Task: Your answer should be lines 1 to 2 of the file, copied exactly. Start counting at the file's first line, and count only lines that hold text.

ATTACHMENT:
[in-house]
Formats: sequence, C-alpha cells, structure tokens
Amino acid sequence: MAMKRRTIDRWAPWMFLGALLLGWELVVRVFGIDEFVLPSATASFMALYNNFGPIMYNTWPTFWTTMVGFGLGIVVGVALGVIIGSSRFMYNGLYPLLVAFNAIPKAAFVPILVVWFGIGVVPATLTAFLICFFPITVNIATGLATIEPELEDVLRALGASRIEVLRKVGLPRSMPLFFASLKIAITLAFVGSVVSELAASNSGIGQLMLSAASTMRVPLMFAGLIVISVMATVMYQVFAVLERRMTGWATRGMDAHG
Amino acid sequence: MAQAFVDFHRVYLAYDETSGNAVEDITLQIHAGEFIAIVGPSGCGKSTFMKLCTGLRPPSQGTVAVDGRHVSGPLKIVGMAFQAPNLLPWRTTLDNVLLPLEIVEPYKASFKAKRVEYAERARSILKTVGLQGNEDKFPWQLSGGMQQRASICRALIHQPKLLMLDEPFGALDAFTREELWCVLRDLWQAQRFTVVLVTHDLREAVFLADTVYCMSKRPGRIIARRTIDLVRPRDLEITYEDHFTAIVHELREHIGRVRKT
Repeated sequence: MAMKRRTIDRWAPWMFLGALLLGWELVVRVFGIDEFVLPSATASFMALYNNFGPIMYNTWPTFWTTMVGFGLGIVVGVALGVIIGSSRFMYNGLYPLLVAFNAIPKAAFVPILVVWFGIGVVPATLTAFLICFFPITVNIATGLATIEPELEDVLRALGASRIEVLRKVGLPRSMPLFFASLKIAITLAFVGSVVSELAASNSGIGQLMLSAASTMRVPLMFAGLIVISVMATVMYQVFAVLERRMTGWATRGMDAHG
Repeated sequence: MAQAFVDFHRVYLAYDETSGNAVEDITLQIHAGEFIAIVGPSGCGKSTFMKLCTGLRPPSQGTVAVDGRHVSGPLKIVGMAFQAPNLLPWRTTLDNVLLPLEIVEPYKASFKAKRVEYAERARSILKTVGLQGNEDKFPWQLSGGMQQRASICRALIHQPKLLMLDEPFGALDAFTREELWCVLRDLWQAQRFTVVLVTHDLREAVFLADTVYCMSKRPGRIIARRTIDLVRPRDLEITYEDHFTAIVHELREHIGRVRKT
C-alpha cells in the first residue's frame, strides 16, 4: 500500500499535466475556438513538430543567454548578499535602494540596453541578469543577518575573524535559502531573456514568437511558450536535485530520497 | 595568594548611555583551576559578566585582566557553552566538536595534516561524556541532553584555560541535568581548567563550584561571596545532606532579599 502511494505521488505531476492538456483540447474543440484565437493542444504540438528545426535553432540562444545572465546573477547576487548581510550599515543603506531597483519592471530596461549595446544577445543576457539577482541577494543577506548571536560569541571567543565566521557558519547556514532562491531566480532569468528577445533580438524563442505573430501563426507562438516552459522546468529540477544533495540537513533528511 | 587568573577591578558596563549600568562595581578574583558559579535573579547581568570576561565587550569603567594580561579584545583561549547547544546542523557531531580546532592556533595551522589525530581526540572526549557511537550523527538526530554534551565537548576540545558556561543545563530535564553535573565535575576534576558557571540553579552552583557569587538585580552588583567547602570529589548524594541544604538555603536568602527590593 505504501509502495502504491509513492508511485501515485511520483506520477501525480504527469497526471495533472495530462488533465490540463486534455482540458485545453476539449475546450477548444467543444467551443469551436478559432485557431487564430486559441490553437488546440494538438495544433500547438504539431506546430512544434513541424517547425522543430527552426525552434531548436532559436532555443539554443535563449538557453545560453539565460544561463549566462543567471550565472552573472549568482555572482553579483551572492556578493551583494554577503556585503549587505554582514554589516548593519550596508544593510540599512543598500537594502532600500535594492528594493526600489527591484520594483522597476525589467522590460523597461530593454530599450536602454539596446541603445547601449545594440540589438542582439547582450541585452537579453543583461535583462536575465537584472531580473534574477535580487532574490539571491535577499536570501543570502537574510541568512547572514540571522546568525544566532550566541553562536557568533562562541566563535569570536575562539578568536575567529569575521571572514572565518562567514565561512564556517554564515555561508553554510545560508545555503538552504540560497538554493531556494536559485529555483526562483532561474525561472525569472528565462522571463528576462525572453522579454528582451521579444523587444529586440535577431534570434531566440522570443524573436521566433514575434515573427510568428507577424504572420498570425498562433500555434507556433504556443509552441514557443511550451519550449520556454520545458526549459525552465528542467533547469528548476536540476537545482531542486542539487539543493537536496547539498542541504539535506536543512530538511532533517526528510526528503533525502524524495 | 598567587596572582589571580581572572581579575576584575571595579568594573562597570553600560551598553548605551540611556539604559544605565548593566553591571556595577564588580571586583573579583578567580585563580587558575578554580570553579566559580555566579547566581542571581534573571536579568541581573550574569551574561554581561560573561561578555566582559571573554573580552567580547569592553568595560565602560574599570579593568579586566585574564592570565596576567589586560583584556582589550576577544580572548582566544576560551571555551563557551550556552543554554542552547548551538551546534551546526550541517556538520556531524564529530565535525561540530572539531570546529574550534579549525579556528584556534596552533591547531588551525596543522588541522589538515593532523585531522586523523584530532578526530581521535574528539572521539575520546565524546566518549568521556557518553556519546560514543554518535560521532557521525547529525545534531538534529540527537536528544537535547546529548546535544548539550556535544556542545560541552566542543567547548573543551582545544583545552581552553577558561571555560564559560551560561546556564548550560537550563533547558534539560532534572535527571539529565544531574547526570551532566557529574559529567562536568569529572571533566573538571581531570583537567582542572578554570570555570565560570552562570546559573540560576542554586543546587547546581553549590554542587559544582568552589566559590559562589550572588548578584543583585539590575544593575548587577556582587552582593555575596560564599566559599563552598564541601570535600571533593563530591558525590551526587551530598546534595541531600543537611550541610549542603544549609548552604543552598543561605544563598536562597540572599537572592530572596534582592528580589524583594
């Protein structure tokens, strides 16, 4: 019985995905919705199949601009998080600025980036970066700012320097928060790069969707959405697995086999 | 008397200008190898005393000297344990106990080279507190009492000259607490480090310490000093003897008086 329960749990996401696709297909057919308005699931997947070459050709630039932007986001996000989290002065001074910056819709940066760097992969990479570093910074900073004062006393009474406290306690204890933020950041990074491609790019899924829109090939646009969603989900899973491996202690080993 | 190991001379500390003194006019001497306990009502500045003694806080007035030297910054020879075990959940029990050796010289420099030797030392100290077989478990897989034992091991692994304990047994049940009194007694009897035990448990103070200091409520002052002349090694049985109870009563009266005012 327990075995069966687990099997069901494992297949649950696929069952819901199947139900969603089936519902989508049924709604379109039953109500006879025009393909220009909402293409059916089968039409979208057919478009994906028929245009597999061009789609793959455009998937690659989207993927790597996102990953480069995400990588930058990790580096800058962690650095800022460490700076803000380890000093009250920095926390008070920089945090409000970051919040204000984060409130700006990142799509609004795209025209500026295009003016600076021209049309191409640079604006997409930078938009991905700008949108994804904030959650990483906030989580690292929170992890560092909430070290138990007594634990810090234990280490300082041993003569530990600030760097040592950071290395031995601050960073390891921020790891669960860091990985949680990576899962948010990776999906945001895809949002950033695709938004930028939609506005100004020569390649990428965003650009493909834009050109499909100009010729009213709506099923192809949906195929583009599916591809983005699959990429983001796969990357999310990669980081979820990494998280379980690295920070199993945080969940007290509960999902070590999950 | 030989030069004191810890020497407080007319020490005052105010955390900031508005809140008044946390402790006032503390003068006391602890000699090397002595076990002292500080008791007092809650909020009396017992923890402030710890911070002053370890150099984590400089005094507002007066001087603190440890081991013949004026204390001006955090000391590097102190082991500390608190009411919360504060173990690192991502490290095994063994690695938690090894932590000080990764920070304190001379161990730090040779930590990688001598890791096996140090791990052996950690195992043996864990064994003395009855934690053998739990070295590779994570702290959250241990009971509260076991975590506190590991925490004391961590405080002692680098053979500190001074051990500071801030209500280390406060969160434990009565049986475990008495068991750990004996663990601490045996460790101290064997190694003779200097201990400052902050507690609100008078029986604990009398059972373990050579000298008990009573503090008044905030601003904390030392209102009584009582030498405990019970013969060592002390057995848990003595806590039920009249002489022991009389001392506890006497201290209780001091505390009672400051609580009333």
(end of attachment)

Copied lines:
[in-house]
Formats: sequence, C-alpha cells, structure tokens